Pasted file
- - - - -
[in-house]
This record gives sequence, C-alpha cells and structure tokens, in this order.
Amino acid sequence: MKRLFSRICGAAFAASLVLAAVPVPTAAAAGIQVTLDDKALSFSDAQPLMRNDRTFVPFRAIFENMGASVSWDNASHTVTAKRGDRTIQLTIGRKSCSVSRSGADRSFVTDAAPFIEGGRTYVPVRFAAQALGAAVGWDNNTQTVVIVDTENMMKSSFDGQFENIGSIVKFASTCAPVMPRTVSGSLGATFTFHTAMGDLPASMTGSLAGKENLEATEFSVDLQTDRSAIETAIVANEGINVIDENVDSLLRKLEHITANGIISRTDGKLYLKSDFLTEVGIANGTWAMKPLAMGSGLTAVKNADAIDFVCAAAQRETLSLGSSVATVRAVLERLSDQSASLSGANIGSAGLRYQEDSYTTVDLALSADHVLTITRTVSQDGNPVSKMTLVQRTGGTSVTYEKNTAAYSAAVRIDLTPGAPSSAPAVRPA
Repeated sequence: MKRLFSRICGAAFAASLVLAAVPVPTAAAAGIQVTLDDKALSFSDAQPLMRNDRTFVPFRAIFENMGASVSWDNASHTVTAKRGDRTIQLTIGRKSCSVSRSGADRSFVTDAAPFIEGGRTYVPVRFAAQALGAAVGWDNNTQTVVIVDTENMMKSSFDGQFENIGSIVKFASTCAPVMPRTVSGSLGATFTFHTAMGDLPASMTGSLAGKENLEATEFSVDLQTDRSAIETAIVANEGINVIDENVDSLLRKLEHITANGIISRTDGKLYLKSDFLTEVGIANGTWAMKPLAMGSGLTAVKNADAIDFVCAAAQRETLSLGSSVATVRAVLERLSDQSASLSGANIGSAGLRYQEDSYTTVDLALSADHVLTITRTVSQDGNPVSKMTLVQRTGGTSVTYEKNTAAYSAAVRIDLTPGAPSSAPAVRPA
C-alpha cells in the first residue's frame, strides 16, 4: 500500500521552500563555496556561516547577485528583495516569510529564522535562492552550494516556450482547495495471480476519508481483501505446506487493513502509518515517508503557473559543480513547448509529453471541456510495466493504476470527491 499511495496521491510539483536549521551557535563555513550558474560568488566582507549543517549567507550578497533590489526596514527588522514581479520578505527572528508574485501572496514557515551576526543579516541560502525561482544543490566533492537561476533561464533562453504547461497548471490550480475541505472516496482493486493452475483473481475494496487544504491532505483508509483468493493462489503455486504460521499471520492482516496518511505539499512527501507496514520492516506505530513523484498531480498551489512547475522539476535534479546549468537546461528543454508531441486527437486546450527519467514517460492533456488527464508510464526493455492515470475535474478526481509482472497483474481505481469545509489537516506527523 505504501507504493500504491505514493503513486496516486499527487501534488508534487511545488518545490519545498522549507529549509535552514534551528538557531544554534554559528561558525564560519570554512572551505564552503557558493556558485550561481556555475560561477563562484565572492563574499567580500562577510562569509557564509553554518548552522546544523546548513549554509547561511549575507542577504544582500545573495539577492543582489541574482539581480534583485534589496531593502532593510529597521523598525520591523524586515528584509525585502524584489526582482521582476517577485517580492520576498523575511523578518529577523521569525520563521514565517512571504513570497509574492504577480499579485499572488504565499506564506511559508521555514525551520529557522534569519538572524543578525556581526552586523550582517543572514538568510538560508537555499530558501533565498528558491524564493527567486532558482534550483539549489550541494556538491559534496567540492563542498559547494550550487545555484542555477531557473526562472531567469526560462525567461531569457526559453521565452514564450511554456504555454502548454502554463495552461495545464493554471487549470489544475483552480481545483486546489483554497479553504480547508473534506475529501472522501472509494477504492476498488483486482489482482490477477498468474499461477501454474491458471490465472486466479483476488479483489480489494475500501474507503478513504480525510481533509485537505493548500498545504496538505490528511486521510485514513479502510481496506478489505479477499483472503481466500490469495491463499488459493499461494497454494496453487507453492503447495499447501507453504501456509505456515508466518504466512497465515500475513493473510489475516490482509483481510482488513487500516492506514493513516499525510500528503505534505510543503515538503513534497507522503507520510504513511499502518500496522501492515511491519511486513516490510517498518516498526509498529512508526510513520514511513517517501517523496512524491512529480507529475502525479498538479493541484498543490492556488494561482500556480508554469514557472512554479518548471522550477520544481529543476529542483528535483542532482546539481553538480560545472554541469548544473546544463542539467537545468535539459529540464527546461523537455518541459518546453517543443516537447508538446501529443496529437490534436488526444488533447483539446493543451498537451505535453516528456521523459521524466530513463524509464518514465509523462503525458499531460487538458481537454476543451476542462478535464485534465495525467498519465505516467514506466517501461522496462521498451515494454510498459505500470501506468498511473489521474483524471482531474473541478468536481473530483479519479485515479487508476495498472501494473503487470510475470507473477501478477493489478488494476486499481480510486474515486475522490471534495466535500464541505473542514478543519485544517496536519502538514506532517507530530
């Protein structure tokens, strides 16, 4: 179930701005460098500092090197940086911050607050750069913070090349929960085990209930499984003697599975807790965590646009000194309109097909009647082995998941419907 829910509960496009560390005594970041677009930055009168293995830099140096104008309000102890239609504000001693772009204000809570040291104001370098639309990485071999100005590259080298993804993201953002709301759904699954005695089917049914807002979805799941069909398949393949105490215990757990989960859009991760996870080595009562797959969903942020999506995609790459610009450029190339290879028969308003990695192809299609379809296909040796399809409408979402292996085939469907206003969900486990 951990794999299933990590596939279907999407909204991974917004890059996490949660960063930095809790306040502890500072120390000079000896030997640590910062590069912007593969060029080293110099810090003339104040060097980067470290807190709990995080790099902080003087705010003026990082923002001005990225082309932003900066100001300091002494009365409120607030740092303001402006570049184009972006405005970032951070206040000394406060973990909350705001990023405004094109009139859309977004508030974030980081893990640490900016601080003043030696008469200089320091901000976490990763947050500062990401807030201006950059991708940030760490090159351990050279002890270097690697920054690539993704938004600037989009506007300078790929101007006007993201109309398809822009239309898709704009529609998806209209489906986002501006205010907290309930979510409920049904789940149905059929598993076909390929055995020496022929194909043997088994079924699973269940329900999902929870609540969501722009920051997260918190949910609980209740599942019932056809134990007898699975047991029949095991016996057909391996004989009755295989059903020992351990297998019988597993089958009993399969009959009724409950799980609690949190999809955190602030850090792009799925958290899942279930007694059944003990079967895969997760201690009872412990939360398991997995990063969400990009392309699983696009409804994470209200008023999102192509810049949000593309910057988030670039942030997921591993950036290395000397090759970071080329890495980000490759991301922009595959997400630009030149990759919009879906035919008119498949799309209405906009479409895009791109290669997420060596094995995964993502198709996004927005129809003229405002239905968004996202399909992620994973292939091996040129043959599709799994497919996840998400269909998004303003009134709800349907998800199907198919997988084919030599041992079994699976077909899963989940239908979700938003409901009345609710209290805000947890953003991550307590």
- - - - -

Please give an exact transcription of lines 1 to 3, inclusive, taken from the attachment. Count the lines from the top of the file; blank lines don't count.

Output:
[in-house]
This record gives sequence, C-alpha cells and structure tokens, in this order.
Amino acid sequence: MKRLFSRICGAAFAASLVLAAVPVPTAAAAGIQVTLDDKALSFSDAQPLMRNDRTFVPFRAIFENMGASVSWDNASHTVTAKRGDRTIQLTIGRKSCSVSRSGADRSFVTDAAPFIEGGRTYVPVRFAAQALGAAVGWDNNTQTVVIVDTENMMKSSFDGQFENIGSIVKFASTCAPVMPRTVSGSLGATFTFHTAMGDLPASMTGSLAGKENLEATEFSVDLQTDRSAIETAIVANEGINVIDENVDSLLRKLEHITANGIISRTDGKLYLKSDFLTEVGIANGTWAMKPLAMGSGLTAVKNADAIDFVCAAAQRETLSLGSSVATVRAVLERLSDQSASLSGANIGSAGLRYQEDSYTTVDLALSADHVLTITRTVSQDGNPVSKMTLVQRTGGTSVTYEKNTAAYSAAVRIDLTPGAPSSAPAVRPA